aaptel at suse.com
Wed May 24 16:04:45 UTC 2017
re-sending on samba-technical as it might get more feedback here.
I've sent a couple of changes to Wireshark to add a table in the the
SMB2 protocol preference to add Session ID => (secret) Session Key
mappings so that Wireshark can derive the decryption keys and decrypt
The way wireshark prefs works allows you to pass them via the command
% ./tshark -o 'uat:custom_smb2_seskey_list:"3d00009400480000","28f2847263c83dc00621f742dd3f2e7b"' -r
...SMB2 172 Negotiate Protocol Request
...SMB2 318 Negotiate Protocol Response
...SMB2 190 Session Setup Request, NTLMSSP_NEGOTIATE
...SMB2 318 Session Setup Response, Error: STATUS_MORE_PROCESSING_REQUIRED, NTLMSSP_CHALLENGE
...SMB2 430 Session Setup Request, NTLMSSP_AUTH, User: SUSE\administrator
...SMB2 142 Session Setup Response
...SMB2 180 Tree Connect Request Tree: \\WS2016\encrypted
...SMB2 150 Tree Connect Response
...SMB2 268 Decrypted SMB3;Ioctl Request FSCTL_VALIDATE_NEGOTIATE_INFO
...SMB2 258 Decrypted SMB3;Ioctl Response FSCTL_VALIDATE_NEGOTIATE_INFO
...SMB2 250 Decrypted SMB3;Create Request File:
Otherwise you can add them manually in
Edit > Preferences > Protocols > SMB2.
The change can be found here , any help in getting it reviewed/merged
The session key is computed by the client, it's different than the
"session key" generated in SMB1 () which is sent on the wire and not
safe to use for anything cryptographic. I suspect the dissector was
already trying to use this one but it's most likely wrong.
As for obtaining the session key, I came up with 2 solutions:
- Make the kernel dump them. I will send a patch soon
after this email on linux-cifs that adds a CIFS_DEBUG_DUMP_KEYS config
option that simply dumps the keys on the console.
- Dump them by reading kernel memory. This can be done with gdb and
/proc/kcore. I've attached a hackish gdb script to do that.
Fist solution is more robust and does not require any tool but it's a
bit dangerous to include code that simply dumps sensitive data like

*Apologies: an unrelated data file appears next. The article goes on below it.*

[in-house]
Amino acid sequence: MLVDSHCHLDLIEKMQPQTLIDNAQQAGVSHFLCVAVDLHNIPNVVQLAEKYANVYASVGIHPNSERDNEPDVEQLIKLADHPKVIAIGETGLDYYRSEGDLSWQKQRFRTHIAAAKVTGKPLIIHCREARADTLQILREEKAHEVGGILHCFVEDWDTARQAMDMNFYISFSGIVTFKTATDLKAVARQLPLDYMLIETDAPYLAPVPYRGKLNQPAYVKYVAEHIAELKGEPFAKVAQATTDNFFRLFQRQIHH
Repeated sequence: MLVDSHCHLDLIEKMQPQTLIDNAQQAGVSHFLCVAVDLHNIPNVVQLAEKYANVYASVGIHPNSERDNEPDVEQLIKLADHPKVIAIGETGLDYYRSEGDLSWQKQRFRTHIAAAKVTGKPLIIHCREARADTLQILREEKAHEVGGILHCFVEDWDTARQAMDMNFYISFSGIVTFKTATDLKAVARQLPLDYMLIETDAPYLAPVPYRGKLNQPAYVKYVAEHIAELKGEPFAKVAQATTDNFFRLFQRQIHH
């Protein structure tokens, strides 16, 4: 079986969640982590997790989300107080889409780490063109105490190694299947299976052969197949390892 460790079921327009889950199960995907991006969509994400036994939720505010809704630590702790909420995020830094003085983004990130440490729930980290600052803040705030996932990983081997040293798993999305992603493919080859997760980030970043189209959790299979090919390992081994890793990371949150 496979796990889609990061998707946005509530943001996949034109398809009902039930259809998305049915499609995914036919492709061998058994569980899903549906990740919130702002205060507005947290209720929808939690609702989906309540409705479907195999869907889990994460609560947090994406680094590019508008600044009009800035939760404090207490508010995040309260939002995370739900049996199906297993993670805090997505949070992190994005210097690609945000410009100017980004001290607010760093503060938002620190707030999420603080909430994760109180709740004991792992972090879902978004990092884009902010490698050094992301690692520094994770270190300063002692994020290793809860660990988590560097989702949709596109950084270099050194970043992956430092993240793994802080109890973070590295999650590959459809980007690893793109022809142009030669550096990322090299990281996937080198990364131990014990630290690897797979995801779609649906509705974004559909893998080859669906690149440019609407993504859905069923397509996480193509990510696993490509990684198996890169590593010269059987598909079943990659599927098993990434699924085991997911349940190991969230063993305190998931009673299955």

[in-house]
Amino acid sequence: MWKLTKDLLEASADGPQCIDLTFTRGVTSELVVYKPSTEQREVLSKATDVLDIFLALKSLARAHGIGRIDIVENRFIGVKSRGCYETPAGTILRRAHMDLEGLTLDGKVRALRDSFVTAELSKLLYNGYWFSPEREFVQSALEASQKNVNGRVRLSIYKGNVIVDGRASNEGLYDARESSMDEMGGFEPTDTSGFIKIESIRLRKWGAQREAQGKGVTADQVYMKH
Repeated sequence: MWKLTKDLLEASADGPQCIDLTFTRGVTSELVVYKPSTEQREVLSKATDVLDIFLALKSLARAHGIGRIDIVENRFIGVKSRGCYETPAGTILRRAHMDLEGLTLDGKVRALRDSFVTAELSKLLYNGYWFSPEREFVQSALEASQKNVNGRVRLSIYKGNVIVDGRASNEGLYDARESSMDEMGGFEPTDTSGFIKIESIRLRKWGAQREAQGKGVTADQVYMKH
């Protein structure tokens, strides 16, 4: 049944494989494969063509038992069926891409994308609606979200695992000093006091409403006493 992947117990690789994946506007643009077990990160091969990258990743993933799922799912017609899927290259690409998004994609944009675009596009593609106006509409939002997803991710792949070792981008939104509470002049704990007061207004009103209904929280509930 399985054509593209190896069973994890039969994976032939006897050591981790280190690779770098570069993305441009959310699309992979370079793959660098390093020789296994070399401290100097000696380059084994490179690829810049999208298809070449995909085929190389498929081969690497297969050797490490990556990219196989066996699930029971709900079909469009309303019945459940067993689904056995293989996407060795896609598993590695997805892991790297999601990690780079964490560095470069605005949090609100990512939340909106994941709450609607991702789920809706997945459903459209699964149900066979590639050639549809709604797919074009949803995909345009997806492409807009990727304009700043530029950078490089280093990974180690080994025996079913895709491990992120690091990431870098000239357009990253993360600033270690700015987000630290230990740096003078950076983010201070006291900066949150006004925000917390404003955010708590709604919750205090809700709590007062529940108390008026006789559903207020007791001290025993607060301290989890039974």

this. I've made it clear in the config name and description that it is
not safe to enable this for anything other than debugging.
Second solution simply needs root access and gdb but structure offsets
are hardcoded in the script (probably only works on x86_64 as a
result). If the kernel debug info package is installed on the system gdb
can lookup structure offsets and so the script doesn't need to hardcode
the offsets... but it's quite large (around a GB on my system).
gdb -q /boot/vmlinux-4.4.62-18.6-default /proc/kcore \
-ex "source ~aaptel/prog/gdb-linux/cifs_dump_keys.py" \
Reading symbols from /boot/vmlinux-4.4.62-18.6-default...
[New process 1]
Core was generated by `BOOT_IMAGE=/boot/vmlinuz-4.4.62-18.6-default root=UUID=74a87444-aac1-4b24-a6d1-'.
#0 0x0000000000000000 in irq_stack_union ()
[*] trying to get cifs symbols from kallsyms...
[*] OK! cifs-dump command defined
host <10.160.66.43> vers <1.0> dom <SLES11SP4> user <aaptel> pw <xxxxxxxxx>
SID <64 00 00 00 00 00 00 00>
SESKEY <00 00 00 00 00 00 00 00 00 00 00 00 00 00 00 00>
host <10.160.65.202> vers <2.0> dom <SUSE> user <administrator> pw <xxxxxxxxxxx>
SID <25 00 00 44 00 50 00 00>
SESKEY <00 00 00 00 80 ce ed fb 02 88 ff ff 80 76 1c 57>
Aurélien Aptel / SUSE Labs Samba Team
GPG: 1839 CB5F 9F5B FB9B AA97 8C99 03C8 A49B 521B D5D3
SUSE Linux GmbH, Maxfeldstraße 5, 90409 Nürnberg, Germany
GF: Felix Imendörffer, Jane Smithard, Graham Norton, HRB 21284 (AG Nürnberg)
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